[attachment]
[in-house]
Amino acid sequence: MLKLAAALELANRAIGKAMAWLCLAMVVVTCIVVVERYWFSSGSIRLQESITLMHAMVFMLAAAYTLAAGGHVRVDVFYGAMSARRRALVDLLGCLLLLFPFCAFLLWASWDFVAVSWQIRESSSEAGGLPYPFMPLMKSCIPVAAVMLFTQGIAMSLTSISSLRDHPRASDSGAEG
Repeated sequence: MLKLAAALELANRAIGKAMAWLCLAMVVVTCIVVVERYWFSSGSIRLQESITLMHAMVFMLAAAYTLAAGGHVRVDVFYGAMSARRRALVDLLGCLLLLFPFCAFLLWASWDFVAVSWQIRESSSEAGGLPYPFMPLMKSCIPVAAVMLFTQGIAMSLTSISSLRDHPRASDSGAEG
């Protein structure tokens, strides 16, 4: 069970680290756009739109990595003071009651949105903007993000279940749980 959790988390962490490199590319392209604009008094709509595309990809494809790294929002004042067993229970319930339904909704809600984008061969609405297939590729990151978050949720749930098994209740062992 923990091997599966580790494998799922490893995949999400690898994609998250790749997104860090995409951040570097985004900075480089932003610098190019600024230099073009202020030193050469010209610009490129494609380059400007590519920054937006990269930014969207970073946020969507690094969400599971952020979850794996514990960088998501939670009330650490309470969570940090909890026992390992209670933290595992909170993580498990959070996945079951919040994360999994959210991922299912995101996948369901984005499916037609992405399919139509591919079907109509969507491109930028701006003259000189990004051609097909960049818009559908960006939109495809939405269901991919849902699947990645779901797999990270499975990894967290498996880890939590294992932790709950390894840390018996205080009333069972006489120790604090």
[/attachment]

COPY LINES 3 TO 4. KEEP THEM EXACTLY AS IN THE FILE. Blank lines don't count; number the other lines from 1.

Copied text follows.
Repeated sequence: MLKLAAALELANRAIGKAMAWLCLAMVVVTCIVVVERYWFSSGSIRLQESITLMHAMVFMLAAAYTLAAGGHVRVDVFYGAMSARRRALVDLLGCLLLLFPFCAFLLWASWDFVAVSWQIRESSSEAGGLPYPFMPLMKSCIPVAAVMLFTQGIAMSLTSISSLRDHPRASDSGAEG
């Protein structure tokens, strides 16, 4: 069970680290756009739109990595003071009651949105903007993000279940749980 959790988390962490490199590319392209604009008094709509595309990809494809790294929002004042067993229970319930339904909704809600984008061969609405297939590729990151978050949720749930098994209740062992 923990091997599966580790494998799922490893995949999400690898994609998250790749997104860090995409951040570097985004900075480089932003610098190019600024230099073009202020030193050469010209610009490129494609380059400007590519920054937006990269930014969207970073946020969507690094969400599971952020979850794996514990960088998501939670009330650490309470969570940090909890026992390992209670933290595992909170993580498990959070996945079951919040994360999994959210991922299912995101996948369901984005499916037609992405399919139509591919079907109509969507491109930028701006003259000189990004051609097909960049818009559908960006939109495809939405269901991919849902699947990645779901797999990270499975990894967290498996880890939590294992932790709950390894840390018996205080009333069972006489120790604090």